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National Grid pulls plug on church that feeds, clothes, the poor

August 27, 2014

WOONSOCKET – Feeding the poor: They call it God’s work at The River United Methodist Church on Federal Street.
They’ve been doing it for years, but now they’ll be forced to do it without an essential ingredient: electricity.
National Grid cut power to The River Tuesday because the struggling church has fallen into arrears on its bill by almost $1,000, according to Pastor Rebecca Lambert.
“We serve a hurtin’ community,” said Lambert. “When we have a choice between turning on the lights and feeding the community we’ll be feeding the community first.”
Lambert said a core group of some 1,500 mostly poor and homeless people depend on the church for a meal once a week and regular rations of emergency food, clothing and household supplies. Meals are normally prepared in a church kitchen.
During the nine off-summer months, The River revs up meal preparation to three days a week, drawing the homeless all the way from Providence, she says. Some take a bus from the Crossroads shelter just to get something to eat, she said.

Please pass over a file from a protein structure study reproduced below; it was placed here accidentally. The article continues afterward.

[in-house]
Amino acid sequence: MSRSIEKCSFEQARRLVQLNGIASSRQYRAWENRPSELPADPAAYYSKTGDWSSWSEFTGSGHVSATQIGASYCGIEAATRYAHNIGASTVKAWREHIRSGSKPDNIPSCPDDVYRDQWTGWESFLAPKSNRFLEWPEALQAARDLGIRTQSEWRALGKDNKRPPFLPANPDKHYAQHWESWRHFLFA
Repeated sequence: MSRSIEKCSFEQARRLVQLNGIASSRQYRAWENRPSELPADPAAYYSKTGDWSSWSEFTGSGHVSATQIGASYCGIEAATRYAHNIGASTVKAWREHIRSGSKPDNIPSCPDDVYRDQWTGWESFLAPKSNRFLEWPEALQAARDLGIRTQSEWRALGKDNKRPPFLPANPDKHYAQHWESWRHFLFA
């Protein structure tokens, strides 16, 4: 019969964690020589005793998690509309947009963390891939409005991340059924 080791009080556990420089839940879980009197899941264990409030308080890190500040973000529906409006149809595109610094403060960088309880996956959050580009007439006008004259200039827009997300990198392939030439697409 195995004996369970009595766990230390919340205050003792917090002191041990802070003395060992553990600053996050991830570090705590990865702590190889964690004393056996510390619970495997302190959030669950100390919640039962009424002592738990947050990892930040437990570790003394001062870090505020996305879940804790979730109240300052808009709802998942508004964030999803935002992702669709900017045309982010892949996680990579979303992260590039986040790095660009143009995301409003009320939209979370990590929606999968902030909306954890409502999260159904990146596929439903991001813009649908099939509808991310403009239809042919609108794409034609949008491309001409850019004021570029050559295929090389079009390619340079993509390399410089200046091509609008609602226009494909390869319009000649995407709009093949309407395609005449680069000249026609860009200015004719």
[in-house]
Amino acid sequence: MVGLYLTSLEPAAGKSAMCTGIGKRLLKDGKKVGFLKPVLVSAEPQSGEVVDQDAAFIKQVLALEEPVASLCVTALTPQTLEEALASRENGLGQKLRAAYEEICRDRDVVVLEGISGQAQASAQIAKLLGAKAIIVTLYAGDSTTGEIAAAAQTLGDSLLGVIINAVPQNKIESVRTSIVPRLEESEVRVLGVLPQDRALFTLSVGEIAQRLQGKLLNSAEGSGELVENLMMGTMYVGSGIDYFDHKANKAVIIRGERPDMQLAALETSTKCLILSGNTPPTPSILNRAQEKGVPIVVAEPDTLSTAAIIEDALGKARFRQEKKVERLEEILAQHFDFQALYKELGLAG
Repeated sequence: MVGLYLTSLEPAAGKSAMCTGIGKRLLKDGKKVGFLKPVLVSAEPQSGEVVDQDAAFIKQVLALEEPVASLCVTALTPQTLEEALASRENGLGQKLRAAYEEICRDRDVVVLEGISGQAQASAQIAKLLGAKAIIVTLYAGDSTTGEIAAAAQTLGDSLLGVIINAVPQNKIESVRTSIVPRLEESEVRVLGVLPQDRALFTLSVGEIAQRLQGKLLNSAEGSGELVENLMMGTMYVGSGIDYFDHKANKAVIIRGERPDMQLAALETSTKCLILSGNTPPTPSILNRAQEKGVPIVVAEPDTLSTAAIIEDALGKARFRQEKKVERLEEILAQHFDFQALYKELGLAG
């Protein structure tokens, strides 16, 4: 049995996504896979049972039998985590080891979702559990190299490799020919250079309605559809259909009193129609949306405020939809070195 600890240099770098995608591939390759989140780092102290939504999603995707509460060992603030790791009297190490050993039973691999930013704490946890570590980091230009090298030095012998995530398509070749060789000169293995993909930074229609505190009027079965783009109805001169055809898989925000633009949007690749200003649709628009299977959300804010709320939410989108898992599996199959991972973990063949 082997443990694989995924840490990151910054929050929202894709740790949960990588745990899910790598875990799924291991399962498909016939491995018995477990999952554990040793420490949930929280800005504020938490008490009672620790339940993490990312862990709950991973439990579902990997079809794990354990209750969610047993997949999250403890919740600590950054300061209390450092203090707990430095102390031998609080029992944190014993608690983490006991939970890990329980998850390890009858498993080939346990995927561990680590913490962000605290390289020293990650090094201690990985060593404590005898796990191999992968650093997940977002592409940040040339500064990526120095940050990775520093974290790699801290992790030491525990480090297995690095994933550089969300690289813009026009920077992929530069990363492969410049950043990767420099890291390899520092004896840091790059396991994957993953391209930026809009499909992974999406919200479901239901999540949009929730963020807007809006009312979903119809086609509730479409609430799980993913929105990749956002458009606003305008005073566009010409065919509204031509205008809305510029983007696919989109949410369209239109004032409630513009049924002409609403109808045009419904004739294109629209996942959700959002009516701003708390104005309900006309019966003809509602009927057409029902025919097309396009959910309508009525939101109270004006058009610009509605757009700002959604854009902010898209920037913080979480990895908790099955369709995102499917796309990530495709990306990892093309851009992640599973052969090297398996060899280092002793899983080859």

While Lambert issued a plea for donations to help the church satisfy the electric company, she said The River and its devoted volunteers will do whatever it takes to carry on without power.
The job will be more difficult, she said, but they’re not about to abandon their flock.
“We will continue serving our community even if we have to prepare food in our own homes and serve it in the courtyard of the church,” she said.
Dave Graves, a spokesman for National Grid, said the company doesn’t usually talk about customer accounts publicly without their permission.
But he said that National Grid has been trying to reach out to The River to resolve the problem. He said the company hasn’t been able to make contact with representatives of the church.
“We’ve tried to make phone contact with the customer,” he said. “We haven’t been successful.”
Lambert said the church has been struggling to pay utility bills for some time. Last year, she said, the church was so strapped it could barely afford heating fuel, but it worked out an arrangement with suppliers to provide enough oil to warm the dining hall for meals.
The church feeds its following every Saturday in the summer, and also on Sundays and Wednesdays when the weather turns cooler. On the last two Tuesdays of the month, the church distributes emergency food bags. Clothing is also distributed every Tuesday.
“It’s not going to stop our services,” Angie Erminelli, a church volunteer said after the power was shut off. “It’s going to make it a little more difficult, but we’re still going to do God’s work.”
Follow Russ Olivo on Twitter @russolivo

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